What Grandma learned from Benjamin Franklin about safe storage

Familiarity can breed contempt when it comes to storing hazardous substances in the workplace. Doing it right requires not only the right equipment, but also the right understanding of the risks involved by everyone on the premises. Safety Storage Centre explains…

A place for everything, and everything in its place; that’s what Grandma always used to say. Well, mine did, at least. We tend to think of Grandmas as the fount of all wisdom, and so often they are, but in this instance she’d pinched the thought from that great 18th-century American innovator Benjamin Franklin.

It was a piece of wisdom Franklin needed; his life was busier than most. He was an author, printer, political theorist, politician, postmaster, scientist, inventor, and diplomat. His life would have been chaos if he hadn’t been tidy!

Grandma was encouraging tidiness so her house didn’t look a mess – but it’s a trait that, on a serious note, helps us to keep modern workplaces safe.

‘Things’ in our lives are more numerous than they were in Franklin’s lifetime 300 years ago (and Grandma’s, much more recently). We have inventions neither of them could have imagined, and that includes the dangerous substances forming part of our everyday lives.

Storing hazardous substances safely

Because they’re so familiar, we can forget just how dangerous some of these substances are when they are mishandled or stored incorrectly. This is where we should recall the ‘place for everything’ thought, because part of preventing harm is the way, and the place, these substances are stored.

It starts with the immediate container for any substance, which should never be decanted into another container. We’ve all read the stories about children drinking from pop bottles in to which toxic liquids have been poured – and the horrible consequences. Original bottles and drums have all manner of important warning information on them, which should stay with the contents. That’s why the activity in our picture is wrong on so many levels. Storing drinking water in a petrol can is as foolhardy as storing fuel in a lemonade bottle, and should never be done.

Then where should these substances be kept?

Examination of the COSHH regulations is a good place to start. COSHH stands for Control of Substances Hazardous to Health, and is legislation enacted in 1988 and revised in 2002. COSHH essentials is a guide produced by the Health and Safety Executive, and includes information about safe practices for storing hazardous substances in all facilities, but especially where vulnerable people such as children the elderly and adults with learning difficulties could conceivably come into contact with them.

The counter to these dangers is the use of purpose-designed storage for hazardous substances in the workplace – COSHH cabinets

Hazardous Chemicals

What is a COSHH cabinet?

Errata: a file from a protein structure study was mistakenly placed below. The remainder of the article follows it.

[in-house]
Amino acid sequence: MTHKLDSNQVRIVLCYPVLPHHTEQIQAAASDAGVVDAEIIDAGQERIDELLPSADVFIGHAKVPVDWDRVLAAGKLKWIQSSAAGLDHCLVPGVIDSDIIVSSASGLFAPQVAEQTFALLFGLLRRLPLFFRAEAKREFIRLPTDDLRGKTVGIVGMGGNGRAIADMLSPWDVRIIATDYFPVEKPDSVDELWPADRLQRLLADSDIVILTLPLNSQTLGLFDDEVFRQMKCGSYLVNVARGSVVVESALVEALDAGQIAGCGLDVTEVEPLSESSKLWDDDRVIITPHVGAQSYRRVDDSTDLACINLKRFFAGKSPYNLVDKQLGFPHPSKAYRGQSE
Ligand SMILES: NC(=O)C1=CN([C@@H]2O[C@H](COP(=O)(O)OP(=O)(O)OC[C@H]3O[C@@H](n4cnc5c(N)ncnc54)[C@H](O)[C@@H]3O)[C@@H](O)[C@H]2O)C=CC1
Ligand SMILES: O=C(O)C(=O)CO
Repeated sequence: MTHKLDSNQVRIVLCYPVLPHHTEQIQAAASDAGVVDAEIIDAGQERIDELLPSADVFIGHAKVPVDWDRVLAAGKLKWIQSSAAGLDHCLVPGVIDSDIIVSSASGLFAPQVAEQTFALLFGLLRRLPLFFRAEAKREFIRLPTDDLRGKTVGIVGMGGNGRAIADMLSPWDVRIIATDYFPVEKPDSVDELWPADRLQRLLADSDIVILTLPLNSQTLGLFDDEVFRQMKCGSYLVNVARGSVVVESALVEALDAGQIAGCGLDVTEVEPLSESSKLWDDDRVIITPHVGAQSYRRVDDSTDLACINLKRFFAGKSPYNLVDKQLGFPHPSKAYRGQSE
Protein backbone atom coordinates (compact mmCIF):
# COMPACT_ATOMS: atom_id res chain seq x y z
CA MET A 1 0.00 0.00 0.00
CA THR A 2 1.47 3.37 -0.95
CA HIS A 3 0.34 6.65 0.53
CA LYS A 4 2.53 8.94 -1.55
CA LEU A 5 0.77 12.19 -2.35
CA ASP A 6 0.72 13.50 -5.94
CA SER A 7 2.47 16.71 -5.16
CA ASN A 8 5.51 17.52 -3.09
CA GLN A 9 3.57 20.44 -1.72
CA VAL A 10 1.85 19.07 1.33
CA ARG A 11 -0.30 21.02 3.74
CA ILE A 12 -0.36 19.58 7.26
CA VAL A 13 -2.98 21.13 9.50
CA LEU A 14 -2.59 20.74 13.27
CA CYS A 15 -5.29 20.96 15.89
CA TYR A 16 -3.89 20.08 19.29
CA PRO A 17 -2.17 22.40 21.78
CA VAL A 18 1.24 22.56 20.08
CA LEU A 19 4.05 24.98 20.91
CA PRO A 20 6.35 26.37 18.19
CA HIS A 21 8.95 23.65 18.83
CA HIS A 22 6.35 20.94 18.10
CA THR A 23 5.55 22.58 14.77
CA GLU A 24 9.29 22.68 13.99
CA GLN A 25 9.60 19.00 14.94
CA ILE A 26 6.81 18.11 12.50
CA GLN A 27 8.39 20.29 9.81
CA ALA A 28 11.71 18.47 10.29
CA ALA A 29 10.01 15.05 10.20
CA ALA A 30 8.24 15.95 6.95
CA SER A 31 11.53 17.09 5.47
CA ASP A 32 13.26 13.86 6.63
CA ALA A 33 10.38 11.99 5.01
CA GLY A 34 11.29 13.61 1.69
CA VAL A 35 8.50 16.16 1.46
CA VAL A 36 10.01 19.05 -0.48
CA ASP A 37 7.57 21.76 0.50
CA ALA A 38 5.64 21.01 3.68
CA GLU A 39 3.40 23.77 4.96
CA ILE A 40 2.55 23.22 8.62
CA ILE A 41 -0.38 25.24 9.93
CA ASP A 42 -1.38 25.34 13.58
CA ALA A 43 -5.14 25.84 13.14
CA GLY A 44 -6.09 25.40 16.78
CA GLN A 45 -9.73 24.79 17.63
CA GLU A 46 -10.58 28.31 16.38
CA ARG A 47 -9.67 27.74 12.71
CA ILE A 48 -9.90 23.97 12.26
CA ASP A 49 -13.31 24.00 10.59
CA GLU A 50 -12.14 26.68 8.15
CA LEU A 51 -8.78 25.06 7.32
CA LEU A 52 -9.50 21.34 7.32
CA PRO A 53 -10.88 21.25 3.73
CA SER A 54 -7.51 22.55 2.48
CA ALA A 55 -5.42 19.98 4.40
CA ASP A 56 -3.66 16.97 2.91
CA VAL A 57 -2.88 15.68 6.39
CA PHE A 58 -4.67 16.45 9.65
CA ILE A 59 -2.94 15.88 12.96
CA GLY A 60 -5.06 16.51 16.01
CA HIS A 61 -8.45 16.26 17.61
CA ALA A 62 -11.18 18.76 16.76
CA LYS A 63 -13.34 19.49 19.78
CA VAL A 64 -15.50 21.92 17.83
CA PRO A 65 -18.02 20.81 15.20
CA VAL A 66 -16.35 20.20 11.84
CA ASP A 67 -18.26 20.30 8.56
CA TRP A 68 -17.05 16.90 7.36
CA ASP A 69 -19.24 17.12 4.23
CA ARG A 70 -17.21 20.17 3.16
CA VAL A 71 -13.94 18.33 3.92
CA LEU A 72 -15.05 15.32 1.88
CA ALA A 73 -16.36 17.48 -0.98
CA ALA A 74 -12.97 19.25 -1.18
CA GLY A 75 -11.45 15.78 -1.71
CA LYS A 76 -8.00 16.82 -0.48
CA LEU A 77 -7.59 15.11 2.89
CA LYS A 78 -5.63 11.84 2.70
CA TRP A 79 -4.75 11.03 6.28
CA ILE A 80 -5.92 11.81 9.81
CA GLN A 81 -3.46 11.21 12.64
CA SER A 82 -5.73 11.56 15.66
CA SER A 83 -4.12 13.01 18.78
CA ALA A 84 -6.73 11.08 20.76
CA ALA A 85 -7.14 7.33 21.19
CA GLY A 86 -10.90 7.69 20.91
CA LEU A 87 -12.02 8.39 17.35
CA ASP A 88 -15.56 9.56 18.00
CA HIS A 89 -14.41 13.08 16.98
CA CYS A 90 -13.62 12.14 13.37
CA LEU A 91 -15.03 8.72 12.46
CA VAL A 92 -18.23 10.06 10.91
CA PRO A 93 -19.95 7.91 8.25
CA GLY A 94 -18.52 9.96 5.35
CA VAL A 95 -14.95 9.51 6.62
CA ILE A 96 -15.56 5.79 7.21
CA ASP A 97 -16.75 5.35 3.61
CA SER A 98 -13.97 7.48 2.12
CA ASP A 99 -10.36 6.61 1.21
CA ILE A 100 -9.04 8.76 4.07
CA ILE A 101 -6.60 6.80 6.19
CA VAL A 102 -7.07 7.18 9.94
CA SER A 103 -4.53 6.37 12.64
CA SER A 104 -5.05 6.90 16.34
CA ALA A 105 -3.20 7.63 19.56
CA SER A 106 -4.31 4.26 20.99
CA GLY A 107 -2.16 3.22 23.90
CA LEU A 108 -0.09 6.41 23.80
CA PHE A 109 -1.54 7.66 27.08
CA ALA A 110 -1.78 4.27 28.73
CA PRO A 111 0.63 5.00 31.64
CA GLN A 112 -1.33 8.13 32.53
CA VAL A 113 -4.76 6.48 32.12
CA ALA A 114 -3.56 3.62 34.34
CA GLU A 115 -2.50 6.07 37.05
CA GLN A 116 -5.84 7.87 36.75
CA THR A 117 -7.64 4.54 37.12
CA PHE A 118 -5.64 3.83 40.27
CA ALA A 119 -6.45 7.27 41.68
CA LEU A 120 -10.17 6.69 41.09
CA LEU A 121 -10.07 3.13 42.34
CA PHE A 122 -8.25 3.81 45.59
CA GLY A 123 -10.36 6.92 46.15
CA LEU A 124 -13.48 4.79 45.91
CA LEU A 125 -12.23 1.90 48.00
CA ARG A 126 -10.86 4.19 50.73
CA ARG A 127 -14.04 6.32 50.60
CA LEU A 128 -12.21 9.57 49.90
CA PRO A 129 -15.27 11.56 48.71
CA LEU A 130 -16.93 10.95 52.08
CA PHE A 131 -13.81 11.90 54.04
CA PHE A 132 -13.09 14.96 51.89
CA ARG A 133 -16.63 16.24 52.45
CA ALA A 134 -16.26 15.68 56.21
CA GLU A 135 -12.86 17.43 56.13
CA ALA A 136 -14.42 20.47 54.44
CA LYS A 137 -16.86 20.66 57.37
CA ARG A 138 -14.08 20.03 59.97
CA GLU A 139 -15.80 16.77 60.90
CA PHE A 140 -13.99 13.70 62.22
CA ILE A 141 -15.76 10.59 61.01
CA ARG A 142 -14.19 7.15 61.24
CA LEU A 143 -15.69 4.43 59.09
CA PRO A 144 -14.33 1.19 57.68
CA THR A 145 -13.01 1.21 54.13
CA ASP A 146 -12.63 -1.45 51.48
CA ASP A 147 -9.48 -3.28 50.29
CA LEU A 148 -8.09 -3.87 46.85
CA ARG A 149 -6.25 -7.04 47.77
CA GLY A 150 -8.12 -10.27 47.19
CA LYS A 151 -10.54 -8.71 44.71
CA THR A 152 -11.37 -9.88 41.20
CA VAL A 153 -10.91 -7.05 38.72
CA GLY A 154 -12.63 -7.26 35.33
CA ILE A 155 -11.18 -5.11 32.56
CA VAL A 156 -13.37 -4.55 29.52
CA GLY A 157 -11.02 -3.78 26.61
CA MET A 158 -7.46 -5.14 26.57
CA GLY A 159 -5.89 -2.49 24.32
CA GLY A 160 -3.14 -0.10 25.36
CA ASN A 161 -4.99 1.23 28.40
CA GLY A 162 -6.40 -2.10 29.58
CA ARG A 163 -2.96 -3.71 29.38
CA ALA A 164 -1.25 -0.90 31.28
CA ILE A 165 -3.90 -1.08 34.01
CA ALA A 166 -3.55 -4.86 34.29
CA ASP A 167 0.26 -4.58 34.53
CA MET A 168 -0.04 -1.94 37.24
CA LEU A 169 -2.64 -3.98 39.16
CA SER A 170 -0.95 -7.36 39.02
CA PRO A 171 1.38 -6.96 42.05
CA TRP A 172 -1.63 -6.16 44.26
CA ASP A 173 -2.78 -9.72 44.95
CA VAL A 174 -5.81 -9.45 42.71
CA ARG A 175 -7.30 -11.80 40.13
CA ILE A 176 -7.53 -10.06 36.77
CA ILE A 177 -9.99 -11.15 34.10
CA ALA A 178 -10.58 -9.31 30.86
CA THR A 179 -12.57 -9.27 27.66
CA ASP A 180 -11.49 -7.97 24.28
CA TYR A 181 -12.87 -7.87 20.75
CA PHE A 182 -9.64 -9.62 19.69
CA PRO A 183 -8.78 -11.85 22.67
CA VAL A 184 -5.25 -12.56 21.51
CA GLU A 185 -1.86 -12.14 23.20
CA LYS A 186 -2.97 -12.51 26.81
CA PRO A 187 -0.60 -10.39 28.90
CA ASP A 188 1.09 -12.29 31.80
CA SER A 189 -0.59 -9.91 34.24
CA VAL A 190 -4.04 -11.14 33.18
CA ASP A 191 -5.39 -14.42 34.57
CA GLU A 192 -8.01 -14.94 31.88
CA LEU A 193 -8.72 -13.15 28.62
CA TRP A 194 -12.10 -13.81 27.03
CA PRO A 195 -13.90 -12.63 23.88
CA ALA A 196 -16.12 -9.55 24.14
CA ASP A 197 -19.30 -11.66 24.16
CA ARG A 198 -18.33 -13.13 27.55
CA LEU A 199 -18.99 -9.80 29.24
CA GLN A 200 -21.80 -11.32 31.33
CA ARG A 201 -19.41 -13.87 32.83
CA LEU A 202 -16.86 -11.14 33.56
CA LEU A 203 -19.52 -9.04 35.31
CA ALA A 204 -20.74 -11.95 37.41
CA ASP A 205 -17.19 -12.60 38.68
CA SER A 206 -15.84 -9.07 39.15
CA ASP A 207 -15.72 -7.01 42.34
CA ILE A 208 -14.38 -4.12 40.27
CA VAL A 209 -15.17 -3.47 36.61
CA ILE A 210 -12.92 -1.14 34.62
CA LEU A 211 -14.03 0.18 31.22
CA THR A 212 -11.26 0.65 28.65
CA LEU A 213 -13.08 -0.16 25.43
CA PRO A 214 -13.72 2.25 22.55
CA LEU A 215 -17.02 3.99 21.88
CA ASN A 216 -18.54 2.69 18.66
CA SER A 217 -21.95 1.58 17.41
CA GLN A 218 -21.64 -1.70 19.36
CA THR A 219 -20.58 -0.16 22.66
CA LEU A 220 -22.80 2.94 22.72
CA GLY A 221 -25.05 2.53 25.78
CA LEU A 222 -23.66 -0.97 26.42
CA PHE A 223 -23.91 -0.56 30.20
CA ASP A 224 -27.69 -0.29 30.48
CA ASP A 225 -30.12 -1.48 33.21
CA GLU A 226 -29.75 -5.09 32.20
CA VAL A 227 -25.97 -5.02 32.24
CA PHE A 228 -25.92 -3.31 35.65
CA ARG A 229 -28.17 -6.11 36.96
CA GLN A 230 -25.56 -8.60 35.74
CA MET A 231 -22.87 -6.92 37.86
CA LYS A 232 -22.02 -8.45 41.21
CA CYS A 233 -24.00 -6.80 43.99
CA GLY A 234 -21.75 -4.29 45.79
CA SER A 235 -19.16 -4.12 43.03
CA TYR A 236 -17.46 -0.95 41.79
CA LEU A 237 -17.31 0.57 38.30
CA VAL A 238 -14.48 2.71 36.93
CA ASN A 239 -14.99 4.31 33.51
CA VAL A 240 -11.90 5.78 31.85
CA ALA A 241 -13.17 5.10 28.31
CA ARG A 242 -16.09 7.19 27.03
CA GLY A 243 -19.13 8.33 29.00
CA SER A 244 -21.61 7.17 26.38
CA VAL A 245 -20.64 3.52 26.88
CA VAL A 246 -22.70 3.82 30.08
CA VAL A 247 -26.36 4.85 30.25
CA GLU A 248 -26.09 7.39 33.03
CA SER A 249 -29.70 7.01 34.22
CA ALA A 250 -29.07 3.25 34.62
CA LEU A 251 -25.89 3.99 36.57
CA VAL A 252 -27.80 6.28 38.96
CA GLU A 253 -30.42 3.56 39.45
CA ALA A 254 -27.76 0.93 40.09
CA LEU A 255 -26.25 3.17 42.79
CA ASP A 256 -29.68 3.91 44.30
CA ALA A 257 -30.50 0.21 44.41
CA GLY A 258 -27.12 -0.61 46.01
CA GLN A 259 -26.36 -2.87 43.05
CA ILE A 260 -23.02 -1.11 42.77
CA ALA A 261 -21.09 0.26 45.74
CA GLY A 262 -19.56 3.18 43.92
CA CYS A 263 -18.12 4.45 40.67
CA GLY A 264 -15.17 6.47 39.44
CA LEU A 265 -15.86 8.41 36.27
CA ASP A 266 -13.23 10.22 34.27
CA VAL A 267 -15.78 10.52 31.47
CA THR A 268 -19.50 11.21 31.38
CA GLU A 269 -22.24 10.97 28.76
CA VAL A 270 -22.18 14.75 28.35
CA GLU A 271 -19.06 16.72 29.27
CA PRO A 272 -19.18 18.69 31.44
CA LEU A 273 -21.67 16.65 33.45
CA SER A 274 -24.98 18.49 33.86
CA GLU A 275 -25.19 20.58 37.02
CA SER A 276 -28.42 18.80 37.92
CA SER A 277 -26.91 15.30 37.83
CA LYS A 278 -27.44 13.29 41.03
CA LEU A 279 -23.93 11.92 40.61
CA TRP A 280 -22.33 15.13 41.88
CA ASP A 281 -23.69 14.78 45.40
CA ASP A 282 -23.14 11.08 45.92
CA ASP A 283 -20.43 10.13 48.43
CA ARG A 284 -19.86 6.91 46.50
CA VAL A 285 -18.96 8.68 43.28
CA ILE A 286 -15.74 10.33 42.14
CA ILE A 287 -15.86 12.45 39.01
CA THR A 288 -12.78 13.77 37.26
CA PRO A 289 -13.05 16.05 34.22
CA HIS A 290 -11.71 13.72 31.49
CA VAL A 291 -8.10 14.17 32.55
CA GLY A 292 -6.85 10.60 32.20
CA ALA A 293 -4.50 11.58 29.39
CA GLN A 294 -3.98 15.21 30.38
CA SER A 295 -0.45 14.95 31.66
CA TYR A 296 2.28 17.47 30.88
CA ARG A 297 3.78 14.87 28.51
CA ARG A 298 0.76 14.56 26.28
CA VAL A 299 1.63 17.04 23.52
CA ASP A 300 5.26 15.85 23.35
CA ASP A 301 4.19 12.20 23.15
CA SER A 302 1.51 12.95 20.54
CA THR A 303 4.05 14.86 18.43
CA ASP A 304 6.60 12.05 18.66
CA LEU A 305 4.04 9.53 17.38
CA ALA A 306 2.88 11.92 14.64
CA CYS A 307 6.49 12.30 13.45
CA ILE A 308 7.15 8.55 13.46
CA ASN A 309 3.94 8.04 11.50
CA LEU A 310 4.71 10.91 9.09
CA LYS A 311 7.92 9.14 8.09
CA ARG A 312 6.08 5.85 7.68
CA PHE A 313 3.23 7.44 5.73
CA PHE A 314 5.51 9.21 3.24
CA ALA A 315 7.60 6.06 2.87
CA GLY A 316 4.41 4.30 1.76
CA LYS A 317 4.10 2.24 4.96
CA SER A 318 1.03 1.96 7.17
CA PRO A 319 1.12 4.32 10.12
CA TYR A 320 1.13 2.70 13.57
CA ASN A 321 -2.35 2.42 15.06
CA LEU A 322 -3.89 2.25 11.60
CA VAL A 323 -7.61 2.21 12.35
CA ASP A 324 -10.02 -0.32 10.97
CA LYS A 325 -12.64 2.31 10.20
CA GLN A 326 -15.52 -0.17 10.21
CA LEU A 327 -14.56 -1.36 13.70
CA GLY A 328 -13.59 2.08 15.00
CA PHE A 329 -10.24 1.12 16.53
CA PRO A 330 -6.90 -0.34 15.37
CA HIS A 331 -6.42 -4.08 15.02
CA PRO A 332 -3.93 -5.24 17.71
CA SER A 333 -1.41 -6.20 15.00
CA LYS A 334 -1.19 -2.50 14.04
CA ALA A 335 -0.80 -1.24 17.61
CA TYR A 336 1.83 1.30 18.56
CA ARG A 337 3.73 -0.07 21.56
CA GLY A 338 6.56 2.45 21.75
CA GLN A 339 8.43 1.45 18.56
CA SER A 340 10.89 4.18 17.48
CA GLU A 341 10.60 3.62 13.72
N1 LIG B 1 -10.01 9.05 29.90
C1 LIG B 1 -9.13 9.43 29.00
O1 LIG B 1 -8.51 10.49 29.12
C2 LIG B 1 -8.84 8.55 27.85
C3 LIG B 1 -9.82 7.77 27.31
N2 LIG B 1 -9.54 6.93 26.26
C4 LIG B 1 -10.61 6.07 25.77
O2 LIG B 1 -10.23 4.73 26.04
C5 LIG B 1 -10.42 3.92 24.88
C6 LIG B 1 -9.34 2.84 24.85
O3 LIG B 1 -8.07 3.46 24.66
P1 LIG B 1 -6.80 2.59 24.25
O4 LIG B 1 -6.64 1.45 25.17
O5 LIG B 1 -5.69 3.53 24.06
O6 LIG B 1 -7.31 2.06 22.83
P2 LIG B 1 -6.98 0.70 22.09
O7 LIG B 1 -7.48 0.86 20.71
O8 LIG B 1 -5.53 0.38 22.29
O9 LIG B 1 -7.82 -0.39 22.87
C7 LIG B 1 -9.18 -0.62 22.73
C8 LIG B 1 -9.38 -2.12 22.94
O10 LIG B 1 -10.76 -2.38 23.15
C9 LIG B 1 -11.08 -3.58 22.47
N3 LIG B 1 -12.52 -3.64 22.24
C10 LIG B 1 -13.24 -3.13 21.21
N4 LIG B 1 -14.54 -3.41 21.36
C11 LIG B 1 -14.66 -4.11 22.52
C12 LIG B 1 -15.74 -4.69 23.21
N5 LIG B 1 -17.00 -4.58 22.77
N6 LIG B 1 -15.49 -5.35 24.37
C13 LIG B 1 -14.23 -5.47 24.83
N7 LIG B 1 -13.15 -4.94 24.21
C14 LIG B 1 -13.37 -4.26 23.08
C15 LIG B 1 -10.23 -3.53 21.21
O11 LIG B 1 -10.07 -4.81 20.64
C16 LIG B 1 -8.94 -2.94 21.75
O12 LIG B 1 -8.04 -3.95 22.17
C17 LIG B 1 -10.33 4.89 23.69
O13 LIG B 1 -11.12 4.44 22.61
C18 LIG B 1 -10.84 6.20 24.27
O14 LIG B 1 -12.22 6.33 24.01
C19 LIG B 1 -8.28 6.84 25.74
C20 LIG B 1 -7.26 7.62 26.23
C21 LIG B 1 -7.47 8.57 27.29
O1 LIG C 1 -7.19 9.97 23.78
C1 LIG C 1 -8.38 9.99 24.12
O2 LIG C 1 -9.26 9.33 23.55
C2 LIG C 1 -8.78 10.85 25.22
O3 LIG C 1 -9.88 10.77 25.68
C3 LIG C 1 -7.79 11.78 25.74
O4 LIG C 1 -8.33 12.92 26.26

COSHH cabinets contain hazardous substances in the workplace in two ways. Firstly, they are robust and lockable, to prevent unauthorized people from getting at the chemicals inside, and secondly, their design includes spill containment to prevent the chemicals from getting out. Careful control of the keys ensures that only responsible people have access to the contents.

The cabinets are perfect for use in a multitude of diverse locations where storing hazardous substances in the workplace is unavoidable – think of the cleaning products needed in every school, for example.

Which COSHH cabinet?

Deciding on which COSHH cabinet – or indeed any kind of safe storage cabinet – is about what you need to store, and how much of them there are. The volumes of some substances, of course, are limited by rules and regulations that describe safe practices for storing hazardous substances.

More information about what you want to store is to be found in the HSE information mentioned above, the DSEAR 2002 regulations, or the HSG51 guidance about storage of flammable liquids. Look out for spill containment capability, and decide if the cabinet you need should be free-standing, wall mounted, or on wheels, capable of being taken to the location in which the substances inside are to be used. There are circumstances in which any of these would be the most appropriate.

What else do I need to do?

Substances sealed in their original containers pose little or no danger. It’s only when they are put in the wrong place or used in the wrong way that the danger levels increase, and that’s down to people.

Every individual’s behaviour can turn a safely stored substance into a hazard, so it’s important that everyone has some degree of training. At its most basic level it’s about awareness that the substances are there, and that they should be avoided. (In a school, for example, pupils just need to know that the caretaker’s cupboard is out of bounds and that they’re not allowed in).

Training will be more for people who need to work with the substances. They’ll need to know the correct method of handling them, what personal protective clothing must be worn, and where they must be used (in a fume cupboard, perhaps, or at least a well-ventilated space). They’ll also need to know where they can be stored, and with what other substances – if they’re allowed to be stored with anything else at all.

So it seems Ben Franklin and Grandma were right after all. Everything does have a place, and should be kept in it, for everyone’s safety.

How will you store your family history?

If the families of the tens of thousands of young men who died in the horrors of WW1 could have known how the nation would have felt this month, 100 years after the start of the conflict, I wonder if they would have thought any differently about how to care for the mementoes left behind?